The syntax of a switch statement is:

```
switch (expression) {
case ...
```

The expression is evaluated and then the result of that evaluation is compared to the cases. If one of the values matches, the code for that case is executed.

You have `switch cani {...`

That is fine. `cani`

will evaluate to some integer value.

But in your cases, you have `>= 10`

, `>= 50`

, `>= 100`

That is not correct. There are a few problems with the cases given your choice of `cani`

as the switch expression.

Consider the example:

```
switch cani {
case 32:
// some code
case 86:
// some code
```

In the above snippet, `cani`

will evaluate to an integer value. That integer value will be checked against other integer values such as 32 and 86. If `cani`

matches one of these integers exactly, then the code for that case will run (If the switch expression evaluated to a string, then the cases should also be strings).

Now consider the example,

```
switch cani {
case >= 10:
...
```

What is `>= 10`

supposed to mean? The switch statement doesn’t know that you want to evaluate `cani >= 10`

Suppose you edited the above to:

```
switch cani {
case cani >= 10:
...
```

This will also not work. `cani`

is some integer. But `cani >= 10`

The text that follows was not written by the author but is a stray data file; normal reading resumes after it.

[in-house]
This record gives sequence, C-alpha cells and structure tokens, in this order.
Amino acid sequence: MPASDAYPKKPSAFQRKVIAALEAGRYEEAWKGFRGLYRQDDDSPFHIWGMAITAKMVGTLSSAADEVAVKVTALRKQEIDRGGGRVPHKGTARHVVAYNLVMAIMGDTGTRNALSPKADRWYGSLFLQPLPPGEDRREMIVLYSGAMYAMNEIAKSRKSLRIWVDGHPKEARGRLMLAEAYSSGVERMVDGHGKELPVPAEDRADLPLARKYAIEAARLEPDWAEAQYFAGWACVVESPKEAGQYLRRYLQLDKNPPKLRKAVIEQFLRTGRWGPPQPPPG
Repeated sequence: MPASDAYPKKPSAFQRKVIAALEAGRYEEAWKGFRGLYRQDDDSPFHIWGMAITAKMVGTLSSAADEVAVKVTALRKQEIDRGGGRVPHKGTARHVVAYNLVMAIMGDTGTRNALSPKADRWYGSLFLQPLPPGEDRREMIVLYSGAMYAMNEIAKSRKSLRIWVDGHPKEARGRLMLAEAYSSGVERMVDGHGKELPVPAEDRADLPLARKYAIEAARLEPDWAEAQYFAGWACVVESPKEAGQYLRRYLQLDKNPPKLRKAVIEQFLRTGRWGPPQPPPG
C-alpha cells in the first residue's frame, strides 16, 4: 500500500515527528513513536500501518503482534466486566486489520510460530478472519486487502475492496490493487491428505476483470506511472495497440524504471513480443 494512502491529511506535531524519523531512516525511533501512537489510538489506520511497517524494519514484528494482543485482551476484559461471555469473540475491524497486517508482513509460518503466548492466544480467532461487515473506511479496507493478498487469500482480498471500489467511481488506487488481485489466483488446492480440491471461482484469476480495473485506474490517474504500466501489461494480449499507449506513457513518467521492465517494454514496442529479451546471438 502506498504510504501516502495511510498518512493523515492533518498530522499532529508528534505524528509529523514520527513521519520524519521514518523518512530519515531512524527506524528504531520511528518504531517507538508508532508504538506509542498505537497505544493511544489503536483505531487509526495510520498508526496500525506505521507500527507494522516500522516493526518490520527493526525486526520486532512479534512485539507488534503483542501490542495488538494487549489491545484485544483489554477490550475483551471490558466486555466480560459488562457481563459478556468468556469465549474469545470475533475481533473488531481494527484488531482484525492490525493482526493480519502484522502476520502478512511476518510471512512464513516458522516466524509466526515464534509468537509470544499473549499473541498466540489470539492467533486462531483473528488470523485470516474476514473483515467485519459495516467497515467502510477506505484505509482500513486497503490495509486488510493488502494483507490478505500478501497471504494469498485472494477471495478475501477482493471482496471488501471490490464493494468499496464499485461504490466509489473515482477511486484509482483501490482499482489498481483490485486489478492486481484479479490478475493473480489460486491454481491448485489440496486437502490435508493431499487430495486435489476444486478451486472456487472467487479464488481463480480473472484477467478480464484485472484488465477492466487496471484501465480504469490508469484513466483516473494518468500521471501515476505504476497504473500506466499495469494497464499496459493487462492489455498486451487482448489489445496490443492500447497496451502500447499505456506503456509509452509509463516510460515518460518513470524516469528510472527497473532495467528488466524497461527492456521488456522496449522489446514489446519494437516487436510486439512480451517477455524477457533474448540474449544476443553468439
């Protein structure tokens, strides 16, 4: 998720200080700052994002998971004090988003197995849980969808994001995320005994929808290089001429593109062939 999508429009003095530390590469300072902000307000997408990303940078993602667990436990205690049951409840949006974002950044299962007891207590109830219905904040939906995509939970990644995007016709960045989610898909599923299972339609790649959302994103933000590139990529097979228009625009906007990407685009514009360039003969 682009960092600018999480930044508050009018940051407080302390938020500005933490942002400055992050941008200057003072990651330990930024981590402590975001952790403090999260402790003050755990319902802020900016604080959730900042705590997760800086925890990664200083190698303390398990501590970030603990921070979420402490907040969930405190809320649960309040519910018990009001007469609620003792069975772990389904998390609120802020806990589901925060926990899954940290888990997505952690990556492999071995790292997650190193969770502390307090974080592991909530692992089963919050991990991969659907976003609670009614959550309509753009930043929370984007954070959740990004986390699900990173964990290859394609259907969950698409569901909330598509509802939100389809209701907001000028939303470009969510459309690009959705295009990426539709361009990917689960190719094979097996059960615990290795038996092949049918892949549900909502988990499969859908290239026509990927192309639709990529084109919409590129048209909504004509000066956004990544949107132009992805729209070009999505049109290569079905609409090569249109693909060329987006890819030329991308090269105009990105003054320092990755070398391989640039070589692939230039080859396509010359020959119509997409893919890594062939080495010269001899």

is a comparison which will evaluate to true/false (boolean). Comparing integer to boolean value causes a type mismatch.

You want your cases to make some comparisons. That is fine. But once the comparison is made, the case will evaluate to a boolean (true/false) value. Therefore, the switch expression should also evaluate to a boolean.

This syntax will work:

```
switch true {
case cani >= 10:
...
```

If one of the cases evaluates to true, it will match the true value of the switch expression and the code for that case will execute. In Golang, we can omit the true

```
switch {
case cani >= 10:
...
```

This will also work.

Other than the syntax, you also need to think about the logic of your cases.

The cases are checked from top to bottom.

If `case cani >= 10`

is your first case and `cani`

is some integer greater than or equal to 10, then the code for this case will run and the other cases will be skipped.

What you want to do is:

```
switch {
case (cani >= 100):
fmt.Println(cani, "sei un dio")
case (cani >= 50):
fmt.Println(cani, "uomo vero")
case (cani >= 10):
fmt.Println(cani, "ah però")
default:
fmt.Println(cani, "meglio di nulla")
}
```

Now, if `cani`

is greater/equal to 100, then the first case will run. If `cani`

is between 50 and 100, then the second case will run. If `cani`

is between 10 and 50, then the third case will run. If `cani`

is less than 10, then the default will run.

If you reverse the order of the cases, then the `cani >= 10`

case will match when `cani`

is greater/equal to 10. If it is less than 10, then the default will run. You will never be able to reach the `cani >= 50`

and `cani >= 100`

cases. Play around with some numbers and you will understand why the order of cases is important.

If you want to see different variations of switch statements, have a look at the following (in the link, **“The conditional case statement”** is similar to what you are trying to do):